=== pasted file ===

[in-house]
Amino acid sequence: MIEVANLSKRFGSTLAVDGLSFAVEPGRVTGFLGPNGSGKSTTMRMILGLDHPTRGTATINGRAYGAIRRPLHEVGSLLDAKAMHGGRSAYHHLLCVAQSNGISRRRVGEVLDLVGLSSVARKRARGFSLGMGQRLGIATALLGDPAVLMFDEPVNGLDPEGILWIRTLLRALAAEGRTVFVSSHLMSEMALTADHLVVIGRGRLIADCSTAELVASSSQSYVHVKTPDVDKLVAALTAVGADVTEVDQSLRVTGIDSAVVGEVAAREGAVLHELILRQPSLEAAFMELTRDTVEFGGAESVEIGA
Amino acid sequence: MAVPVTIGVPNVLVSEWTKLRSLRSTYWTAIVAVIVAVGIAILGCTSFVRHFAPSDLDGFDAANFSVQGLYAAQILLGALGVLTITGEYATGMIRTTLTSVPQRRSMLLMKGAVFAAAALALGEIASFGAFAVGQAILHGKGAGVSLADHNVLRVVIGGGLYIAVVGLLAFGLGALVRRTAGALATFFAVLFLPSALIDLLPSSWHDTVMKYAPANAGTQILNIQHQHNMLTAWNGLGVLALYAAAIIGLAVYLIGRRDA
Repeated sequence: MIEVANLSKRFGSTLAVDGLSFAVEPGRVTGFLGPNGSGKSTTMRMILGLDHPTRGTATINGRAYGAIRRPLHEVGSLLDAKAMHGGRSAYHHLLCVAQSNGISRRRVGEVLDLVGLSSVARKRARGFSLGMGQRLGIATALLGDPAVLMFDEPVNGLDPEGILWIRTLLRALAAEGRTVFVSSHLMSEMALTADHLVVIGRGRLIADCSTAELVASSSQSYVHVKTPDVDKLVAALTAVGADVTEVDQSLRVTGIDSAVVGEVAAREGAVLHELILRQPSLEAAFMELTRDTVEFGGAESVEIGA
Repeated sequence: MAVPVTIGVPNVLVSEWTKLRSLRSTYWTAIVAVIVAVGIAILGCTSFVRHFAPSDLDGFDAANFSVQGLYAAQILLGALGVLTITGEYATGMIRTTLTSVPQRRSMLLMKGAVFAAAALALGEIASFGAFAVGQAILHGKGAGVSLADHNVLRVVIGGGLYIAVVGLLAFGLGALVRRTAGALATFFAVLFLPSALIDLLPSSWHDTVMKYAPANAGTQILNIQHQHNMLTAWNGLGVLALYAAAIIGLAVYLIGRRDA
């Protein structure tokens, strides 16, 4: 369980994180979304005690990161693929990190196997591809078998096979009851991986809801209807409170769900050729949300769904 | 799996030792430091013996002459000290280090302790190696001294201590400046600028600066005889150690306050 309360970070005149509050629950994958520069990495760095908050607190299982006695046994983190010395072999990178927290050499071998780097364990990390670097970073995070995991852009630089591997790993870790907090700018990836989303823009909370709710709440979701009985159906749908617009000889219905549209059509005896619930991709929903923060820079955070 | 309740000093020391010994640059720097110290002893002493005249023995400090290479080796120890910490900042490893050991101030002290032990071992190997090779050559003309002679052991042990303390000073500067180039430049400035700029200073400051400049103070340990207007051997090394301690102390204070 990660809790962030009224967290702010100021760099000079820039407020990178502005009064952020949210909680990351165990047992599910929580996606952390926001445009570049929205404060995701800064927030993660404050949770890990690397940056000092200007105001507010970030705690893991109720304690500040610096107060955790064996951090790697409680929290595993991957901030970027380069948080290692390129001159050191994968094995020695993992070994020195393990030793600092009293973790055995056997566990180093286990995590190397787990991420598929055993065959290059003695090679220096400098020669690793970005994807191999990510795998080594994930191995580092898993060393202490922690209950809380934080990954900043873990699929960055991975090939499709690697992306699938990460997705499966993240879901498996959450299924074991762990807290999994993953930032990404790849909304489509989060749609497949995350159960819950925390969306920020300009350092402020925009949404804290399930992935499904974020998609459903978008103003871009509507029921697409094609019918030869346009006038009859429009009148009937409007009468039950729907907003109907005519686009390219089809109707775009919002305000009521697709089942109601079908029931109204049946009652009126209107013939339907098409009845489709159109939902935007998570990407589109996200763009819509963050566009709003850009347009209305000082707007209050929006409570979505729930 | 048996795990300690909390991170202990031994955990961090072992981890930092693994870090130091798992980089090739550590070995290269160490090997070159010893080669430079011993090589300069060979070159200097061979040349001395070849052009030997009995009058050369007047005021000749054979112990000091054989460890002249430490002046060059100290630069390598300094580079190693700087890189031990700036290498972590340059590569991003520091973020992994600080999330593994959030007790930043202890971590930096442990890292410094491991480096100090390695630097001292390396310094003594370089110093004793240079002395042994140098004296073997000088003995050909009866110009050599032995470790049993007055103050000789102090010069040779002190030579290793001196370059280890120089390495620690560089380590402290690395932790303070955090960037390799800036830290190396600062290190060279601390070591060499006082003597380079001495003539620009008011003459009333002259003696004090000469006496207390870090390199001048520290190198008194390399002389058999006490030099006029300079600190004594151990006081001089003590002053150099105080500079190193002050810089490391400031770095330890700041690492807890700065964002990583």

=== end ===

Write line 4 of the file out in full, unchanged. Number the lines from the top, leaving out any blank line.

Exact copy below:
Repeated sequence: MIEVANLSKRFGSTLAVDGLSFAVEPGRVTGFLGPNGSGKSTTMRMILGLDHPTRGTATINGRAYGAIRRPLHEVGSLLDAKAMHGGRSAYHHLLCVAQSNGISRRRVGEVLDLVGLSSVARKRARGFSLGMGQRLGIATALLGDPAVLMFDEPVNGLDPEGILWIRTLLRALAAEGRTVFVSSHLMSEMALTADHLVVIGRGRLIADCSTAELVASSSQSYVHVKTPDVDKLVAALTAVGADVTEVDQSLRVTGIDSAVVGEVAAREGAVLHELILRQPSLEAAFMELTRDTVEFGGAESVEIGA